3. Avoid the sun during peak hours. In Canada from the months of March-October, we recommend that you seek shade during the hours of 11:00 am and 3:00 pm. If you’re planning a family outing or a sporting event, we recommend you plan it outside of those hours.


How much sunscreen should we be using? How often do we need to reapply?

We recommend an ounce (approximately the size of a shot glass or golf ball) of sunscreen. That should cover your entire body. If you’re participating in an outdoor activity, we recommend you reapply your sunscreen every two hours.

If you’ve applied your high SPF sunscreen and you’re inside all day (not by a window), that morning amount should get you through the day. If you’re driving, going for a walk on a break,

or having lunch on a patio, those are opportunities to reapply sunscreen. If you sweat or get wet, you need to reapply.


What tips do you have on applying sunscreen accurately?

Do it naked. The best time to put sunscreen on is first thing in the morning before you get dressed. If you’re applying your sunscreen once you have your clothing on, you might miss a spot. Don’t forget the tops of the ears and the tops of the feet. Those are common areas we see burns.


Why is zinc oxide a suitable sunscreen ingredient for people with skin sensitivities and allergies?

Zinc oxide is one of the physical sun blockers. Physical sunscreens are products that I recommend on a regular basis. They provide good coverage and protection from the sun.

For some people, chemical sunscreens can be irritating, especially if you have an allergy or sensitivity to chemical sunscreen ingredients. Physical sunscreens are a great choice and people with sensitive skin or rosacea-prone skin tend to do better with physical sunscreens.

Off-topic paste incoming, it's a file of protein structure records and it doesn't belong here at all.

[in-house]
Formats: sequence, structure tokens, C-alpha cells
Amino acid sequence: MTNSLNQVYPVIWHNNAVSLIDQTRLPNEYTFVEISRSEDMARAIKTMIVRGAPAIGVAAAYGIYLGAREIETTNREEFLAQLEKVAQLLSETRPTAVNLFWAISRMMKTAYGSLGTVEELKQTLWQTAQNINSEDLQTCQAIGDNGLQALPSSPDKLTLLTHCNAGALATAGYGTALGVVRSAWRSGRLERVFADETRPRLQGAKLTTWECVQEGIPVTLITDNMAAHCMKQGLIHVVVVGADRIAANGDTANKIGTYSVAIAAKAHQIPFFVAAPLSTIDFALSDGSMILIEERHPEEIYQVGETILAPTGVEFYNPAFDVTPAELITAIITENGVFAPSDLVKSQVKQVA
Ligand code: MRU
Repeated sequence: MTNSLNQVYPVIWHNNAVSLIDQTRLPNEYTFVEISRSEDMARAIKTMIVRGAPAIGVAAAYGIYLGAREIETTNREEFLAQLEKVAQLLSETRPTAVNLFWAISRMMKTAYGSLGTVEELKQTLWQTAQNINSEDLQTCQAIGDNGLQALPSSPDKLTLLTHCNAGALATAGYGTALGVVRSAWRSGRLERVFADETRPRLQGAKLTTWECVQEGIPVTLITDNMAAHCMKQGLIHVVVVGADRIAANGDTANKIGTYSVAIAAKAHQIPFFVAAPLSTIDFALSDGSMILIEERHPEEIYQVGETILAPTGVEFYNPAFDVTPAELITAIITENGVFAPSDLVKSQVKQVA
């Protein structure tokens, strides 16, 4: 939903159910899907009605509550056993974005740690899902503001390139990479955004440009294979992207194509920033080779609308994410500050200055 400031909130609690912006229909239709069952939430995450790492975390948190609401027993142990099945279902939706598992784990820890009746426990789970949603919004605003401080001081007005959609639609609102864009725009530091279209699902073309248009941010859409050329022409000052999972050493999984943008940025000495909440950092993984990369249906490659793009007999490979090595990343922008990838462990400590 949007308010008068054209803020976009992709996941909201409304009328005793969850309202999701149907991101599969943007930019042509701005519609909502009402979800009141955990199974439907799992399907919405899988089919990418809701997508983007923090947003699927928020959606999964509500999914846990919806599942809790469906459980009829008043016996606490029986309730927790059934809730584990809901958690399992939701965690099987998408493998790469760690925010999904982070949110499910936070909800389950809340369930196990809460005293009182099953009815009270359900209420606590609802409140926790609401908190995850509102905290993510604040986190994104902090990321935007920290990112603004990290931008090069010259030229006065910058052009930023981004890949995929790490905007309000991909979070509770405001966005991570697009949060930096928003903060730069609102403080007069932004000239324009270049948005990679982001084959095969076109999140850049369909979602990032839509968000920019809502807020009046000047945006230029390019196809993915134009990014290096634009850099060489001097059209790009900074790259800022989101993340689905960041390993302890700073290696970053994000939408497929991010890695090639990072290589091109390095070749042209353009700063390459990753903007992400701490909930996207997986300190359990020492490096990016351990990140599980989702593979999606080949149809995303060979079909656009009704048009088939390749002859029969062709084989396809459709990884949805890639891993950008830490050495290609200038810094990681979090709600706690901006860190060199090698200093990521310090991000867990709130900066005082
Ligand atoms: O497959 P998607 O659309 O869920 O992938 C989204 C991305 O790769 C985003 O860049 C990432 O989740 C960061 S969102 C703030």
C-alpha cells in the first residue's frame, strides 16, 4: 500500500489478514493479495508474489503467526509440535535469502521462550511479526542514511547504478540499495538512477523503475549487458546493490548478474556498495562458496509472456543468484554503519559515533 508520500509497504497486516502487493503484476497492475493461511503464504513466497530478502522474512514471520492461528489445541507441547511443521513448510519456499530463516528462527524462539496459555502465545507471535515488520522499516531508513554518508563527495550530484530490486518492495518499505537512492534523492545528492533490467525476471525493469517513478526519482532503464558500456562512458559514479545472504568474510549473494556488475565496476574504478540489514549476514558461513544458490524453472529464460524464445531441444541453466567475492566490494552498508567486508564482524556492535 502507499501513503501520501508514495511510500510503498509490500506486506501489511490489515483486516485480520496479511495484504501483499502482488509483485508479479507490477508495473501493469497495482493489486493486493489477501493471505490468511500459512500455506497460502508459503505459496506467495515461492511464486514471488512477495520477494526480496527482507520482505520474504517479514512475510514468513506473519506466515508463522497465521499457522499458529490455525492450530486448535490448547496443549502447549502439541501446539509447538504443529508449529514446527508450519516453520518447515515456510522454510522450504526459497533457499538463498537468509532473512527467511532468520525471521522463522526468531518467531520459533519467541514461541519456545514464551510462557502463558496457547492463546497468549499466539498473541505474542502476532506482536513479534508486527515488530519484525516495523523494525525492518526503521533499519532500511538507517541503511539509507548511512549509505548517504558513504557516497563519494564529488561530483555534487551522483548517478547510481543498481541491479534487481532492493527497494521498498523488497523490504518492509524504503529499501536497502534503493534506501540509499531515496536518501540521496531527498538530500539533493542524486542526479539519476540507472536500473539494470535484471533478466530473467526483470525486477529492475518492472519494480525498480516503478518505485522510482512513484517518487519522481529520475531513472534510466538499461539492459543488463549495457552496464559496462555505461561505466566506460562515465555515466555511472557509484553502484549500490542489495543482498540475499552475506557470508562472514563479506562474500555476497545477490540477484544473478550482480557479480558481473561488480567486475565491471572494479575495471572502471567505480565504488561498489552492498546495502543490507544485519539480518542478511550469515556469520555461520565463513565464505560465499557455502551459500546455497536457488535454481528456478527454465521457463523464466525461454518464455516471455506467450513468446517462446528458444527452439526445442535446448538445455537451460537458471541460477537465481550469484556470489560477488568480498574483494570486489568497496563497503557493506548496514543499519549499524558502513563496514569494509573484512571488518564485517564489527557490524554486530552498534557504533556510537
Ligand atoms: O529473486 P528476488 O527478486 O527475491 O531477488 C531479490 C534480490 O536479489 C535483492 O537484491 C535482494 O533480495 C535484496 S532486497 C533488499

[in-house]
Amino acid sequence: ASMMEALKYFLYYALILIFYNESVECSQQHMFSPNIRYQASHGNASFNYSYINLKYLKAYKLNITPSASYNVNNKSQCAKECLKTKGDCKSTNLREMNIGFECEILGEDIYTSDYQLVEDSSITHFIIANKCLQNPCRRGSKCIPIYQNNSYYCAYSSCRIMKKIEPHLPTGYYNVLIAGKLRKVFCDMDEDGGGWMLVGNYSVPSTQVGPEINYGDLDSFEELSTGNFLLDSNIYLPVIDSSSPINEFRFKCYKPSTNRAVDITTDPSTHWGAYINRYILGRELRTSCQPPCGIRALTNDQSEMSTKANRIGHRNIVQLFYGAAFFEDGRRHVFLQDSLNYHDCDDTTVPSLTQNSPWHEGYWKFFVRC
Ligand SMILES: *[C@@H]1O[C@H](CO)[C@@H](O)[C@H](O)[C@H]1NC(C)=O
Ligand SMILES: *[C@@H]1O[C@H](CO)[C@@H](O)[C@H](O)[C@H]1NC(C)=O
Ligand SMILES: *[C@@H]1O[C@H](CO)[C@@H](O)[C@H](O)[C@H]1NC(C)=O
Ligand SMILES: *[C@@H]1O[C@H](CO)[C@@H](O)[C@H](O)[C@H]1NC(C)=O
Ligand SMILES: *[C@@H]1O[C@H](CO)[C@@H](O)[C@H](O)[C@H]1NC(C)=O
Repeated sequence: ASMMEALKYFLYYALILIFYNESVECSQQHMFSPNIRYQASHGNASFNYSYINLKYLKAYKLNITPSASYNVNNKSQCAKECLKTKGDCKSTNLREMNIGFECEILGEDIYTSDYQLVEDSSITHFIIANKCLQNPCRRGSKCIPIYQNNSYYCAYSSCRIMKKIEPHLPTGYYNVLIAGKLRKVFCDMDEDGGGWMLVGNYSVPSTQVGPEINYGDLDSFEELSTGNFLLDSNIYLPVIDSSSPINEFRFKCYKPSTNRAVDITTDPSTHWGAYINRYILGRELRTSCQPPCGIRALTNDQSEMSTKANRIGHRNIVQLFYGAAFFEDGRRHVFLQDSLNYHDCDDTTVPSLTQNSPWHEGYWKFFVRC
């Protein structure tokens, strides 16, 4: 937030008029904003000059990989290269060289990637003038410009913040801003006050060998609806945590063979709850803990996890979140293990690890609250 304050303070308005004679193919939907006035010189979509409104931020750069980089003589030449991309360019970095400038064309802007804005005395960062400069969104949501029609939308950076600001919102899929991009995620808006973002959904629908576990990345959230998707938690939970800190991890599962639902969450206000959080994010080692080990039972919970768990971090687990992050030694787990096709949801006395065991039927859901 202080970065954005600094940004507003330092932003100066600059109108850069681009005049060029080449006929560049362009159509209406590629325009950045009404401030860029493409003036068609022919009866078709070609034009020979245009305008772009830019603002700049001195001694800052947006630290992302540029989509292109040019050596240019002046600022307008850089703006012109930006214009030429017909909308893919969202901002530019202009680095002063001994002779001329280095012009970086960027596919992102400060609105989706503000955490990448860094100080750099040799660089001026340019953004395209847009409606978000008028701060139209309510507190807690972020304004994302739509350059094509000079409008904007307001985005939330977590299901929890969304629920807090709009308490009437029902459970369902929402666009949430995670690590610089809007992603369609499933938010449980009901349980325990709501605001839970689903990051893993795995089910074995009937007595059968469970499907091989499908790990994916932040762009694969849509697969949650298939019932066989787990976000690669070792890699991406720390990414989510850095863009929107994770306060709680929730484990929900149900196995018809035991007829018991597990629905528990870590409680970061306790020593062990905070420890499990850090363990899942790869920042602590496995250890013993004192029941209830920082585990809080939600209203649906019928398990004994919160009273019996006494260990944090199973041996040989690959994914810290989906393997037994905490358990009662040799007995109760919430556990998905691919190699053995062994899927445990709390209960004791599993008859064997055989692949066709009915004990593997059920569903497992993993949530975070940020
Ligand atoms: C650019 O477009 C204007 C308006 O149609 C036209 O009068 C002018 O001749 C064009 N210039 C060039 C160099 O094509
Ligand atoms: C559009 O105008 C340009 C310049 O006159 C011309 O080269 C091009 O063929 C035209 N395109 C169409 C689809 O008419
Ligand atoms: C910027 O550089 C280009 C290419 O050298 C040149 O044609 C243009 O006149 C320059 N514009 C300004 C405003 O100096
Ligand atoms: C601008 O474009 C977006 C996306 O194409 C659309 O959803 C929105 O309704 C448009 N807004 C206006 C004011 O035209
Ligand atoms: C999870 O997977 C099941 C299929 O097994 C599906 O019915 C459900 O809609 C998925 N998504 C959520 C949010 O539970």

How do we incorporate sun care/prevention into our everyday routines?

One of the things that I’ve tried to do with my family is lead by example. I do this by using sunscreen every day, modelling the behaviour, and wearing a hat when we’re doing outdoor activities. I also made sunscreen a part of my daughter’s routine from an early age.

It comes down to finding a product that you like and trust and that you’re willing to use on a daily basis. If you find a product that is suitable for your skin type, it becomes easy to incorporate it daily.


If someone is looking for signs and symptoms of skin cancer, where should they start? What should they be looking for?

For melanomas, we break it down to the A-B-C-D-E’s.

A stands for asymmetry. One side of the mole doesn’t look like the other.

B is the border. You’ll see colours shooting out or a fuzzy border on the mole.

C stands for colour. If the colour is getting darker or is changing, that would be a concern.

D is for diameter. Anything larger than 6mm or approximately the size of a pencil eraser.

E stands for evolution. If you notice any changes to your moles, talk to your family doctor or your dermatologist to get that mole checked out.

Getting a mole checked is an easy process. We examine the mole with a tool called a dermatoscope as well as our naked eye. Most of the time, it’s nothing of concern and we can reassure you.